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LYLE CHAN (b. 1967)


[1] Rendezvous With Destiny (from Voices and Instruments) 15:07

[2] Passage [Untitled, Jan 2010] (from Harp & Wind Quintet) 02:40

[3] Calcium Light Night (from Harp & Wind Quintet) 04:58


Bob Carr, narrator [1]
New Sydney Wind Quintet

Bridget Bolliger flute,
Alexandre Oguey oboe & cor anglais,
Francesco Celata clarinet,
Euan Harvey [1] and Andrew Bain [2]-[3] horn,
Andrew Barnes bassoon



Produced by Lyle Chan
Recording Engineer: Bob Scott
Assistant Engineers: Daniel Brown [1], Sam Ada [2]-[3]
Mastering: Bob Scott [1], Thomas Grubb [2]-[3]

[1] recorded October and November 2011
at Trackdown Studios and Dodgy Studio

[2]-[3] recorded February 2010
at The Independent, North Sydney

Cover photo: Stars and Stripes by Jeff Meyer

! 2012 Lyle Chan [1], ! 2011 New Sydney Wind Quintet [2]-[3].
2012 Lyle Chan. All rights reserved. Unauthorized copying, hiring, lending,
public performance and broadcasting prohibited.


www.lylechan.com
www.nswq.com.au
www.bobcarrblog.wordpress.com
! #!

Rendezvous with Destiny

for narrator and chamber ensemble



Text selected by Bob Carr and Lyle Chan
from words of Franklin Delano Roosevelt,
Stephen Vincent Bent and Abraham Lincoln


Commissioned by the Art Gallery Society of New South Wales

First performed by The Honourable Bob Carr and the New Sydney Wind Quintet
on 3 April 2011 at the Art Gallery of New South Wales



Words of Stephen Vincent Bent used by arrangement with Brandt & Hochman Literary Agents, Inc.
1922, 1927, 1928, 1940, 1942 by Stephen Vincent Bent
Copyright renewed 1950, 1955, 1956, 1968, 1970 by Rosemary Carr Bent!
! !
4
We iemembei, F.B.R.
We iemembei the bittei faces of the apple-selleis
Anu theii ieu ciackeu hanus,
We iemembei the giay, colu winu of 'S2
When the job stoppeu, anu the bank stoppeu,
Anu the meiiy-go-iounu bioke uown,
Anu, finally,
Eveiything seemeu to stop.
!
The whole big woiks of Ameiica,
Boggeu uown with a cieeping panic,
Anu nobouy knew how to fix it, while the wise guys
solu the countiy shoit,
Till one man saiu (anu we listeneu)
"The one thing we have to feai is feai."
!
Well, it's quite a long while since then, anu the wise
guys may not iemembei.
But we uo, F.B.R.
It's wiitten in oui lives, in oui kius, giowing up with a chance,
It's wiitten in the faces of the olu folks who uon't
have to go to the pooihouse
Anu the tanneu faces of the boys fiom the CCC,
It's wiitten in the watei anu the eaith of the Tennessee valley
The contoui-plowing that saves the uust-stiicken lanu,
Anu the lights coming on foi the fiist time, on lonely faims.

Ameiica will not foiget these iecent yeais.

We feaieu feai. That was why we fought feai. Anu
touay, my fiienus, we have won against the most
uangeious of oui foes. We have conqueieu feai.

Shall we pause now anu tuin oui back upon the ioau
that lies aheau. Shall we call this the piomiseu lanu.
0i, shall we continue on oui way. Foi "each age is a
uieam that is uying, oi one that is coming to biith."
Nany voices aie heaiu as we face a gieat uecision.
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S
Comfoit says, "Taiiy a while." 0ppoitunism says,
"This is a goou spot." Timiuity asks, "Bow uifficult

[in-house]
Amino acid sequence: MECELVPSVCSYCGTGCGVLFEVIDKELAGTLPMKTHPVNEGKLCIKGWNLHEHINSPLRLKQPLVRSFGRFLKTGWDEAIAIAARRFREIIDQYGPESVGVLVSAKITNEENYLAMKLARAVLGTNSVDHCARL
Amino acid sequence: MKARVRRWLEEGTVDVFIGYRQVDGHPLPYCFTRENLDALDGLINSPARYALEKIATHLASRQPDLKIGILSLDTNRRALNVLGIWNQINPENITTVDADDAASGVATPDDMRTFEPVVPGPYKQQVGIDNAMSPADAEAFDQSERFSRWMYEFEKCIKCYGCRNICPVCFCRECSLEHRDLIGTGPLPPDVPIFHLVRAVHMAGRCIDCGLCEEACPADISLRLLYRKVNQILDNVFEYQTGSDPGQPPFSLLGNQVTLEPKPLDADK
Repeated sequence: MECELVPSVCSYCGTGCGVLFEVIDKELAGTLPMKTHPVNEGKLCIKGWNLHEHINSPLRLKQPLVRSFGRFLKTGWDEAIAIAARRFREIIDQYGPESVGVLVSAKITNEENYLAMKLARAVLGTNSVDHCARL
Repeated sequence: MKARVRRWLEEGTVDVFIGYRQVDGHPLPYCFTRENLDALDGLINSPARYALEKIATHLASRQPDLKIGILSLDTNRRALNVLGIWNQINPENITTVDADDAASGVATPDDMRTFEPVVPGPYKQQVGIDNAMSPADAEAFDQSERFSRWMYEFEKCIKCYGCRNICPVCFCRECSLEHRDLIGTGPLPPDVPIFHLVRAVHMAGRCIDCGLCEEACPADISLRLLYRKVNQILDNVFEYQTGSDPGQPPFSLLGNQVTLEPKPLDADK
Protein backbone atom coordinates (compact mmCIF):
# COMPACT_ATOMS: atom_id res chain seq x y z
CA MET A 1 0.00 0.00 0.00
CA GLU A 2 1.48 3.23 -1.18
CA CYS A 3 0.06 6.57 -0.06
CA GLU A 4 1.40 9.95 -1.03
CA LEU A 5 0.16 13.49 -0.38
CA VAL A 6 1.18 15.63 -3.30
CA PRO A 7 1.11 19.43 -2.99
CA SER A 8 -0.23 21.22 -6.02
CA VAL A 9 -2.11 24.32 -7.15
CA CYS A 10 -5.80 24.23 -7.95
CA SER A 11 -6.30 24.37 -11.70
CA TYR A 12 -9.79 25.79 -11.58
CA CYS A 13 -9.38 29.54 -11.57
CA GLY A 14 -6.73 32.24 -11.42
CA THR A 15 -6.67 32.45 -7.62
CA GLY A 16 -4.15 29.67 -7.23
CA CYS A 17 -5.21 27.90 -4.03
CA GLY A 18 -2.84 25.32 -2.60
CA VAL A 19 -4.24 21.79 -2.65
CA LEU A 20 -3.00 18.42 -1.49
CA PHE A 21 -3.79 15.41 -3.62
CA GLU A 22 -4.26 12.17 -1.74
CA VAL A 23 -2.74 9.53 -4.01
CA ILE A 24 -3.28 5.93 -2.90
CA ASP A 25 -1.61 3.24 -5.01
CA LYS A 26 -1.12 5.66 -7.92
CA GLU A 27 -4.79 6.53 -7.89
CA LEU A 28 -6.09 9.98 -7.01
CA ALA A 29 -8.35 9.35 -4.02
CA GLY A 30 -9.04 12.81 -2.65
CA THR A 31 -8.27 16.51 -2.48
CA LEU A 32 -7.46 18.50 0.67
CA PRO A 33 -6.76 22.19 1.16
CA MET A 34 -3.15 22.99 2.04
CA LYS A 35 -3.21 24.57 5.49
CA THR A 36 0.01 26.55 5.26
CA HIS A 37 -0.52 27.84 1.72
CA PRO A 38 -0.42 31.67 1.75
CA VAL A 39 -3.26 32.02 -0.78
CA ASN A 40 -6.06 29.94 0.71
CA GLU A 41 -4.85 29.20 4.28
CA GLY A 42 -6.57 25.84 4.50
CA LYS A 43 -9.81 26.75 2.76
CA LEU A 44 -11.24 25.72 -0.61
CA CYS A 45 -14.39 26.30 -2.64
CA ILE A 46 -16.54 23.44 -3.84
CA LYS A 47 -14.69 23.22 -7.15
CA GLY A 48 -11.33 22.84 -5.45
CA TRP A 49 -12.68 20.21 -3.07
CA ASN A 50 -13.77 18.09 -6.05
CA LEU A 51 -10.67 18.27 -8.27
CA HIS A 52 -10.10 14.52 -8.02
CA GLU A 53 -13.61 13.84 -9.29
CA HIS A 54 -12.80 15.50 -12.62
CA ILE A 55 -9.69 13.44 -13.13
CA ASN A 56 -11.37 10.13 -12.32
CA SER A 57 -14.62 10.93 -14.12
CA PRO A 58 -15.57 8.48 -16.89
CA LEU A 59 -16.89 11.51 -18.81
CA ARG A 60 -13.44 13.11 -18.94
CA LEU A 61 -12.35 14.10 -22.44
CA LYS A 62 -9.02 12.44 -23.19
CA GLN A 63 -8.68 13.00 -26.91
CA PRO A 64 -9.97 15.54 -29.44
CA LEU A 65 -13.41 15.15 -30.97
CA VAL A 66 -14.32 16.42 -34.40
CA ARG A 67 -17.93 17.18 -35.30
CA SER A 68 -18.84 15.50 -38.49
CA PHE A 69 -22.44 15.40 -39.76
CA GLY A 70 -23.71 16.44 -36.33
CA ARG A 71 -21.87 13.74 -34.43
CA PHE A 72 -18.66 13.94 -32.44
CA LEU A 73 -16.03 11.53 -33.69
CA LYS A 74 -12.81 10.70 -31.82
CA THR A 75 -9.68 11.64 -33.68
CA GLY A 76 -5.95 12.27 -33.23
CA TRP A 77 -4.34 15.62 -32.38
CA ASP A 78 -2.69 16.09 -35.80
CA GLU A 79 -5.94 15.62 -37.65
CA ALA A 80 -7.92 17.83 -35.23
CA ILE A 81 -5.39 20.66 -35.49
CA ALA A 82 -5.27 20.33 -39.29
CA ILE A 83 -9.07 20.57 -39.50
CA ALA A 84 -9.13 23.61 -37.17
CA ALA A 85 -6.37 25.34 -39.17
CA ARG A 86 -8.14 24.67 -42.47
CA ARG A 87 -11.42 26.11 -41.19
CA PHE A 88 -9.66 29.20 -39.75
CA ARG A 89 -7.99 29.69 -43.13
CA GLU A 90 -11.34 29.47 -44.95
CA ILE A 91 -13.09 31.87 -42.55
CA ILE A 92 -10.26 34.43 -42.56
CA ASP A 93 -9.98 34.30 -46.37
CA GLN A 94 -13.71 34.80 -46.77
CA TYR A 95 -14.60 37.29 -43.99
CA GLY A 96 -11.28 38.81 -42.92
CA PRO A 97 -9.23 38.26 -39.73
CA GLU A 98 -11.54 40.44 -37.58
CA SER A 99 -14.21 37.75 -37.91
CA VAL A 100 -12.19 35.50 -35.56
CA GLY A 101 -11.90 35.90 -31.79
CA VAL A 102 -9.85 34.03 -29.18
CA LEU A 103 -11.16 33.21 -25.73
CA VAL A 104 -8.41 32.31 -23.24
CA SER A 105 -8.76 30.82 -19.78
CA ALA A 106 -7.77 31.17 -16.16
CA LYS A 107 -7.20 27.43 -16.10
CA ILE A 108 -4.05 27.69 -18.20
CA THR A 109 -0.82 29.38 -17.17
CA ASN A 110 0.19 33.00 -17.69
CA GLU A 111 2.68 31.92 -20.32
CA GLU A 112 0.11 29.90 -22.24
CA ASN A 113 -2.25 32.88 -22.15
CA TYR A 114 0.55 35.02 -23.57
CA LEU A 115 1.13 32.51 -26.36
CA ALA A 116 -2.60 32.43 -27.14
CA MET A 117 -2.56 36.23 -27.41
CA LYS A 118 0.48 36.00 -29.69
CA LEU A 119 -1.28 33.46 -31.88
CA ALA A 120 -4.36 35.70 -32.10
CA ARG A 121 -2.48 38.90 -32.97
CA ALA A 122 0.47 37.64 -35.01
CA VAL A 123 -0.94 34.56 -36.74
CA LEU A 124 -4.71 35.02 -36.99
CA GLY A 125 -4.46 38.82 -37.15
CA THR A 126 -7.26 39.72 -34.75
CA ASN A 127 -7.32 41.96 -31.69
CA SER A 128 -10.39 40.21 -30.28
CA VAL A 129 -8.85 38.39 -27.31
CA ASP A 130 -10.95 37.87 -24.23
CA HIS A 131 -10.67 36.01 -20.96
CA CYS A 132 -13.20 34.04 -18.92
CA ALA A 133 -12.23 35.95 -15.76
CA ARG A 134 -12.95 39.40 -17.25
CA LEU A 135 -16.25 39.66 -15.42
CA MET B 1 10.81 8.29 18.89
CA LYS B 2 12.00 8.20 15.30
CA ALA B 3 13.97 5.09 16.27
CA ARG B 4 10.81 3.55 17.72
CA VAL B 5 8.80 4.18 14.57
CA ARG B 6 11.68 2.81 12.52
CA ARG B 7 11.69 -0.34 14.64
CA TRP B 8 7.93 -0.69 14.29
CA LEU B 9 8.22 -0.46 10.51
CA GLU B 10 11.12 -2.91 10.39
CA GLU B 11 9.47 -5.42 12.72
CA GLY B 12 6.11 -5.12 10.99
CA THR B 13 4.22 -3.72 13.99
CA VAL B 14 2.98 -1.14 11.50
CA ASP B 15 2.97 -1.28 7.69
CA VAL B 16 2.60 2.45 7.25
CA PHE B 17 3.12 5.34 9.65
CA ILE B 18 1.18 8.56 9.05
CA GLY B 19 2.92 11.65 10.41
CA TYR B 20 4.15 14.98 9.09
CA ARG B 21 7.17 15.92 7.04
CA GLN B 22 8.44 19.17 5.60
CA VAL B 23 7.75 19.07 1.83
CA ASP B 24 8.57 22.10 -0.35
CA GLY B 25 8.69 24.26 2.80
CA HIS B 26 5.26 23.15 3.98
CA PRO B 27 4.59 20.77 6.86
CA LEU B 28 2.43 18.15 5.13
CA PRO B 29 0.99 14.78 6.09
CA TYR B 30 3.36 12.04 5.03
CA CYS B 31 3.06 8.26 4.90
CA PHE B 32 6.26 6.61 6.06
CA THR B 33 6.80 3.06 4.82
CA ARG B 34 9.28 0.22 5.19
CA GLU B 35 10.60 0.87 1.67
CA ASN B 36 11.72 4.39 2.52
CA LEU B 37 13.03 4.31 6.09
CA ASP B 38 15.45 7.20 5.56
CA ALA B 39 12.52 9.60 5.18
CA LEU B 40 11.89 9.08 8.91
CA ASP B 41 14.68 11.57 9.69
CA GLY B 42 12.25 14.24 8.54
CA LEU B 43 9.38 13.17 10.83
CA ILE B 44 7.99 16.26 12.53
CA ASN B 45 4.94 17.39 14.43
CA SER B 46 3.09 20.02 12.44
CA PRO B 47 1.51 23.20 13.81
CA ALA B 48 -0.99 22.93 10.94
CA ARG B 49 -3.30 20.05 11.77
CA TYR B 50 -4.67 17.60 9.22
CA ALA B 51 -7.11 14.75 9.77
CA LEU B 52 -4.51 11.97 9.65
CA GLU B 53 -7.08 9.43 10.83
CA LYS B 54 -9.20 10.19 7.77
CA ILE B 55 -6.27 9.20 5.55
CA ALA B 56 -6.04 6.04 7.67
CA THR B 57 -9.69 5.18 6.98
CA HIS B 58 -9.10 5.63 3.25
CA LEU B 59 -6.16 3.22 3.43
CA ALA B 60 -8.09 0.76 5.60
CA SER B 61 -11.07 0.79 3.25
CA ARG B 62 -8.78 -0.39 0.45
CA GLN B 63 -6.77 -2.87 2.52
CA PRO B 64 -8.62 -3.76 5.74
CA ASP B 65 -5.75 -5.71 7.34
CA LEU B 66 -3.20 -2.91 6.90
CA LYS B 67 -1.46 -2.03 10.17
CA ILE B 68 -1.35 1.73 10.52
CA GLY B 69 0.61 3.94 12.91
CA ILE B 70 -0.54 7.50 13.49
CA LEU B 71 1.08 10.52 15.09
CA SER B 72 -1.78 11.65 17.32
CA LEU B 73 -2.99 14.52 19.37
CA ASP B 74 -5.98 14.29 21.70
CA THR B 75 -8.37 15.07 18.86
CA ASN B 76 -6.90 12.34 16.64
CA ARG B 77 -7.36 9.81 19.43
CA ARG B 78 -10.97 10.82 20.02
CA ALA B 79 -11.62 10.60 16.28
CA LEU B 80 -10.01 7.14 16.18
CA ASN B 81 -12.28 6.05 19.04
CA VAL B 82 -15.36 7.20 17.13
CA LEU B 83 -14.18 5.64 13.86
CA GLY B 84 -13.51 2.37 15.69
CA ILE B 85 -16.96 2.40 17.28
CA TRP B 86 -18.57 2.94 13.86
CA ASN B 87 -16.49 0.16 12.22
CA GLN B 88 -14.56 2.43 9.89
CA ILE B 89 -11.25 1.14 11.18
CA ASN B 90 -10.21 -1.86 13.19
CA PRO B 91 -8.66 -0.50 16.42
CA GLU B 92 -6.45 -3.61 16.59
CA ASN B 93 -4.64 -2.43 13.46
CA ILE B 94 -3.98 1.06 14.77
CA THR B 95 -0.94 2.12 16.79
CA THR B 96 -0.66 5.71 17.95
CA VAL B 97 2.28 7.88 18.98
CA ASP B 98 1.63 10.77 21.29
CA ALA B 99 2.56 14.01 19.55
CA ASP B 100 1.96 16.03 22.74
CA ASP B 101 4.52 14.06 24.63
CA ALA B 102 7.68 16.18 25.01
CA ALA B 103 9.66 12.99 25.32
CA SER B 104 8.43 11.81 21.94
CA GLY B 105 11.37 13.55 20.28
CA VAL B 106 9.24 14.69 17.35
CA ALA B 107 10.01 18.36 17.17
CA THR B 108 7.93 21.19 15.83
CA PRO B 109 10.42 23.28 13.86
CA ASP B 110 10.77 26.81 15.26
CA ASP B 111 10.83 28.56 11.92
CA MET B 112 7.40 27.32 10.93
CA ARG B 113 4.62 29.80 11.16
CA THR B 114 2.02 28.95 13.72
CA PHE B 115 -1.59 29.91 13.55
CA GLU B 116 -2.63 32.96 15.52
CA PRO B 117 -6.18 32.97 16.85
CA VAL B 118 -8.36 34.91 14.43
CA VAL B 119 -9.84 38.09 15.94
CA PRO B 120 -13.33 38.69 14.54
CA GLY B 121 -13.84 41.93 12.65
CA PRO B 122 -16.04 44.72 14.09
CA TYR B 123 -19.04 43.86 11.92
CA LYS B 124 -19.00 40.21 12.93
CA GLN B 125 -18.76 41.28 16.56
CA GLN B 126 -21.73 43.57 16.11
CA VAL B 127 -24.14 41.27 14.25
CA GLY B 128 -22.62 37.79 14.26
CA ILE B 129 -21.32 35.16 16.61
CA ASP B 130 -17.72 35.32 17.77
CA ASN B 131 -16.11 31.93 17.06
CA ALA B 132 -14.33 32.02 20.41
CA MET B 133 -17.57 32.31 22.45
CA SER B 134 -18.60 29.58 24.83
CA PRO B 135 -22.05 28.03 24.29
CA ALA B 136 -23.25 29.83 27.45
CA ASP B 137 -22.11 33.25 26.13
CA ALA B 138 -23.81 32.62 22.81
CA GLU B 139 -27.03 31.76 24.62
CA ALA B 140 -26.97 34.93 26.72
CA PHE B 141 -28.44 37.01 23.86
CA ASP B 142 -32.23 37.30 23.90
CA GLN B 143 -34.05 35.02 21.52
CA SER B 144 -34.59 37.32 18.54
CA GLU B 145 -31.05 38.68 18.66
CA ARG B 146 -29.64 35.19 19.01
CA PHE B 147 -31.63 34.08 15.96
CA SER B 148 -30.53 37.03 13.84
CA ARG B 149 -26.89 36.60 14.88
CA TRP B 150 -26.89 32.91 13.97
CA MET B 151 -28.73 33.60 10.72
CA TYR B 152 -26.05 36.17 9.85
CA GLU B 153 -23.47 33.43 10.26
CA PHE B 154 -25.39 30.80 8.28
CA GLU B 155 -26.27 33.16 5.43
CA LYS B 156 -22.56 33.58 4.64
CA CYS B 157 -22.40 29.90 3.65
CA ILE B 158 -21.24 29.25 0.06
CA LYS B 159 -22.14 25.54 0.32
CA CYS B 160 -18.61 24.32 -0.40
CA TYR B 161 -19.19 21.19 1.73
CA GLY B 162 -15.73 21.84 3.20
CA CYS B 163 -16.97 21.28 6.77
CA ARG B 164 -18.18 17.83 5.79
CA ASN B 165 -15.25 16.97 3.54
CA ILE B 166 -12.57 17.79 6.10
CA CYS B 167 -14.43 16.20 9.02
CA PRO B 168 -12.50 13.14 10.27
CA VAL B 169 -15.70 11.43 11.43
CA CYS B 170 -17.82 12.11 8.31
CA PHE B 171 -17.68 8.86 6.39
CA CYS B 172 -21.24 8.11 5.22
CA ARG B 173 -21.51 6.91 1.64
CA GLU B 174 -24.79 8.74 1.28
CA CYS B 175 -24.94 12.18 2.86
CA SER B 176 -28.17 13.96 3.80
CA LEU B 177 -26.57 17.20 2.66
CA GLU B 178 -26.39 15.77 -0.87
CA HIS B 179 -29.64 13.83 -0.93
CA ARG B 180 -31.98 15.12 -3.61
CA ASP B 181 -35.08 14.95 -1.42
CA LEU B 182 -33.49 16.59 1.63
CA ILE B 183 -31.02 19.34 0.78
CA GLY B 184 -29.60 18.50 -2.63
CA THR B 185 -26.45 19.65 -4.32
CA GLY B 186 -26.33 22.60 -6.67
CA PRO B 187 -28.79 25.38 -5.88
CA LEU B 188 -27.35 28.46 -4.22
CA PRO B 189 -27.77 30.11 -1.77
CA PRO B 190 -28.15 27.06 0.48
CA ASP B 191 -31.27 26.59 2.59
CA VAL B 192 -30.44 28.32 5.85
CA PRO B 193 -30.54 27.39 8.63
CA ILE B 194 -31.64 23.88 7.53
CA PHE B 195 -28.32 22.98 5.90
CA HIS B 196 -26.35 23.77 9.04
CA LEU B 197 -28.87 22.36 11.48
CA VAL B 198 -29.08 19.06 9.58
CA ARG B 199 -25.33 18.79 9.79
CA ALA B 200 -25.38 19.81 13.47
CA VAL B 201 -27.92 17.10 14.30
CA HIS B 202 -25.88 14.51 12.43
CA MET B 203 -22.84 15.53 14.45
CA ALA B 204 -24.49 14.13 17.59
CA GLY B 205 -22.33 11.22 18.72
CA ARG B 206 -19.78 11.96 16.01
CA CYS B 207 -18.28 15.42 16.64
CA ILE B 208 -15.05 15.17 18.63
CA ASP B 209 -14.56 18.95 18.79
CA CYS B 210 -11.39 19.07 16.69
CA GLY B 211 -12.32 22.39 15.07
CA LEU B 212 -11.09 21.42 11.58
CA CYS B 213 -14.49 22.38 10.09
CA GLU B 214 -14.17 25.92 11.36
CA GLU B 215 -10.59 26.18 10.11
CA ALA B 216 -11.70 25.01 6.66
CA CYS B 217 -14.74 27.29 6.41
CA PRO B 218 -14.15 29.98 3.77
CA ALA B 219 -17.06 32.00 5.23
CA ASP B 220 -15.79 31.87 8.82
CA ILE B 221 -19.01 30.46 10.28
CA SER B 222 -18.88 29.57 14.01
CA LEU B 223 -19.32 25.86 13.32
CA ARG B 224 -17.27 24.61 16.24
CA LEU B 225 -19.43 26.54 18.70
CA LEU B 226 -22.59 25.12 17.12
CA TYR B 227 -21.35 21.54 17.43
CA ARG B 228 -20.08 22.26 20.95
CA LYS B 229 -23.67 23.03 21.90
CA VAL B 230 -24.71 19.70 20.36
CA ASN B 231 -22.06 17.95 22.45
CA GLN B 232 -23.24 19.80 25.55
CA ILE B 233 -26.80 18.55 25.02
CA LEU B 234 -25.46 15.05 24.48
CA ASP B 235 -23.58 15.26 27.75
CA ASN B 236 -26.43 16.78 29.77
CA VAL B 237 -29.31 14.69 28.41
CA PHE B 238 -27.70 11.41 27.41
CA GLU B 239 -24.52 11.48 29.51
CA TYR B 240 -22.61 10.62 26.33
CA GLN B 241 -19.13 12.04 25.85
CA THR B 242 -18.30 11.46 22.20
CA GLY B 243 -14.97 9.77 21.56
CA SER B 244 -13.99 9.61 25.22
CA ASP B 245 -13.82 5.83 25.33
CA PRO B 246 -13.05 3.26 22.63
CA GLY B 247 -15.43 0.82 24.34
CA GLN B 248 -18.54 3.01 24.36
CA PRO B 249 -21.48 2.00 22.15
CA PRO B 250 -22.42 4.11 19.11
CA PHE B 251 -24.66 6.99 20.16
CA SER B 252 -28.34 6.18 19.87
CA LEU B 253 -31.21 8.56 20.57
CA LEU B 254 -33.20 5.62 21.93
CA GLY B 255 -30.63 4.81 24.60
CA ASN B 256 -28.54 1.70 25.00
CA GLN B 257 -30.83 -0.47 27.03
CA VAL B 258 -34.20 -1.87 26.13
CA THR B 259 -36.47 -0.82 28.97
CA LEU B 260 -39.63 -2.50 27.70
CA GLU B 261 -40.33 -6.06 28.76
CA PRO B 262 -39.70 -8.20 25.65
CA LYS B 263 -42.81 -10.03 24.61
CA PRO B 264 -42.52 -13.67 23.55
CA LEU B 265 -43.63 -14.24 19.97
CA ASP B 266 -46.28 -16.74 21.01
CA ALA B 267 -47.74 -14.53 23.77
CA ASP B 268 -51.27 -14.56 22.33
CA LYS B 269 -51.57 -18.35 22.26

is the ioau aheau."
!
In this nation I see tens of millions of its citizens
who at this veiy moment aie uenieu the gieatei pait
of what the veiy lowest stanuaius of touay call the
necessities of life.
I see millions of families tiying to live on incomes so
meagei that the pall of family uisastei hangs ovei
them uay by uay.
I see millions whose uaily lives in city anu on faim
continue unuei conuitions labeleu inuecent by a so-calleu
polite society half a centuiy ago.
I see millions uenieu euucation, iecieation, anu the
oppoitunity to bettei theii lot anu the lot of theii
chiluien.
I see millions lacking the means to buy the piouucts
of faim anu factoiy anu by theii poveity uenying
woik anu piouuctiveness to many othei millions.
I see one-thiiu of a nation ill-houseu, ill-clau, illnouiisheu.
!
It is not in uespaii that I paint you that pictuie. I
paint it foi you in hopebecause the Nation, seeing
anu unueistanuing the injustice in it, pioposes to
paint it out.

Theie is a mysteiious cycle in human events. To
some geneiations much is given. 0f othei
geneiations much is expecteu. This geneiation of
Ameiicans has a ienuezvous with uestiny.
!
0ui eaith is but a small stai in the gieat univeise.
Yet of it we can make, if we choose, a planet unvexeu
by wai, untioubleu by hungei oi feai, unuiviueu by
senseless uistinctions of iace, coloi oi theoiy.

We aie all of us chiluien of eaith. If oui biotheis
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7
Suck the last hollow wilufiie fiom the singing bones.
!
Buiy the South togethei with this man,
Buiy the bygone South.
Buiy the minstiel with the honey-mouth,
Buiy the bioauswoiu viitues of the clan,
Buiy the unmachineu, the planteis' piiue,
The couitesy anu the bittei aiiogance,
The pistol-heaiteu hoisemen who coulu iiue
Like jolly centauis unuei the hot stais.
Buiy the whip, buiy the bianuing-bais,
Buiy the unjust thing
That some tameu into meicy, being wise,
But coulu not staive the tigei fiom its eyes
0i make it feeu wheie beasts of meicy feeu.
Buiy the fiuule-music anu the uance,
The sick magnolias of the false iomance
Anu all the chivaliy that went to seeu
Befoie its iipening.
Anu with these things, buiy the puiple uieam
0f the Ameiica we have not been,
Buiy this uestiny unmanifest,
This system bioken unueineath the test,
Besiue }ohn Biown anu though he knows his enemy
is theie,
Be is too full of sleep at last to caie.
!
Ny ueai Sii anu Nauam,
In the untimely loss of youi noble son, oui affliction heie, is scaicely less than youi own -
So much of piomiseu usefulness to one's countiy, anu of biight hopes foi one's self anu
fiienus, have iaiely been so suuuenly uasheu, as in his fall. In size, in yeais, anu in
youthful appeaiance, a boy only, his powei to commanu men, was suipassingly gieat -
This powei, combineu with a fine intellect, an inuomitable eneigy, anu a taste altogethei
militaiy, constituteu in him, as seemeu to me, the best natuial talent, in that uepaitment, I
evei knew. Anu yet he was singulaily mouest anu uefeiential in social inteicouise - I
nevei heaiu him uttei a piofane, oi an intempeiate woiu - What was conclusive of his